Survival statistics are very general estimates and must be interpreted very carefully. Because these statistics are based on the experience of groups of people in the general population, they cannot be used to predict a particular person’s chances of survival.
There are many different ways to measure and report cancer survival statistics. Your doctor can explain the statistics for thyroid cancer and what they mean to you.
Relative survival looks at how likely people with cancer are to survive after their diagnosis compared to people in the general population who do not have cancer, but who share the same characteristics (such as age and sex).
In Canada, a 5-year relative survival statistic is reported for thyroid cancer.
The 5-year relative survival for thyroid cancer is 98%. This means that, on average, people diagnosed with thyroid cancer are 98% as likely to live 5 years after diagnosis as people in the general population.
Survival by tumour type and stage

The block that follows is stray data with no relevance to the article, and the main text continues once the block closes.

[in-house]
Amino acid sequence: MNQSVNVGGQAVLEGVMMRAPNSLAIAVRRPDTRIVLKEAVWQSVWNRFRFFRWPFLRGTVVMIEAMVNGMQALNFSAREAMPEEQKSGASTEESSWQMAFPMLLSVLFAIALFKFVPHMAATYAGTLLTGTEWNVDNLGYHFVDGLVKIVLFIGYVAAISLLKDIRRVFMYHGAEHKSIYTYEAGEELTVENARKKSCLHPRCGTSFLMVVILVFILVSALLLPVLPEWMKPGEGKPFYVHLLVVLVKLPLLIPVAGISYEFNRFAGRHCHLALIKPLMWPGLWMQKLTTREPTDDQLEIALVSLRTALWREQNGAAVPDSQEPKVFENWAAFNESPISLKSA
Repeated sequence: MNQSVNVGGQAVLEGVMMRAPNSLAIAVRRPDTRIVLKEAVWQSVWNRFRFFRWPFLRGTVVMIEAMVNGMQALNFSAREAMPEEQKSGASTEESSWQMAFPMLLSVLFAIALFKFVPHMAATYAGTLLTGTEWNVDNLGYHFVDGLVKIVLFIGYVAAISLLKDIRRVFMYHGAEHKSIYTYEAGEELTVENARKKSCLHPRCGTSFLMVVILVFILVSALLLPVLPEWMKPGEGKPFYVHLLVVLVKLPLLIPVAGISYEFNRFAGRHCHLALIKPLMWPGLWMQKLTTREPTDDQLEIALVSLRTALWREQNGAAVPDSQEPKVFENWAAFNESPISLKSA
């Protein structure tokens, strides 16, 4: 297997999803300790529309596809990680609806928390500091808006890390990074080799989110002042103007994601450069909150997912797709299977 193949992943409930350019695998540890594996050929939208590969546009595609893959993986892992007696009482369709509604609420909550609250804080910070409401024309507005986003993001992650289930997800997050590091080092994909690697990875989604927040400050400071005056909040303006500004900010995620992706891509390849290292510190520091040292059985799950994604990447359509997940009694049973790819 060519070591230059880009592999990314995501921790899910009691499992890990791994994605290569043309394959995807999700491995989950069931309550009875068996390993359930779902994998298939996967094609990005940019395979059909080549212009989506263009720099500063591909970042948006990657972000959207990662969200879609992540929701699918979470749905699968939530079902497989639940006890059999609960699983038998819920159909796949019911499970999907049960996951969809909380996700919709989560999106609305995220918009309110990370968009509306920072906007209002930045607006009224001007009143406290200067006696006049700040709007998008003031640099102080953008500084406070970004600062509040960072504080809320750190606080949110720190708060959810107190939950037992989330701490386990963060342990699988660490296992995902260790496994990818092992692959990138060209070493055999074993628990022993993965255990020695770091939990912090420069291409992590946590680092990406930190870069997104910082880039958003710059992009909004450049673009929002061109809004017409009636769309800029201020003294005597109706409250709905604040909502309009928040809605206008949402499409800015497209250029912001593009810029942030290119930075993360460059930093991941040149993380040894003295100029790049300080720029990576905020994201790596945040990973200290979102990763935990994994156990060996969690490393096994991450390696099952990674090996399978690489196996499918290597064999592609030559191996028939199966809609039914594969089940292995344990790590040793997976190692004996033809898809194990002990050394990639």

Survival varies with each type of thyroid cancer and its stage.
Papillary thyroid cancer survival
Follicular thyroid cancer survival
Anaplastic thyroid cancer survival
All anaplastic thyroid cancers are classified as stage IV. The 5-year survival is approximately 7%.
Medullary thyroid cancer survival
Questions about survival
People with thyroid cancer should talk to their doctor about their prognosis. Prognosis depends on many factors including:
- a person’s medical history
- type of cancer
- characteristics of the cancer
- treatments chosen
- response to treatment
Only a doctor familiar with these factors can put all of this information together with survival statistics to arrive at a prognosis.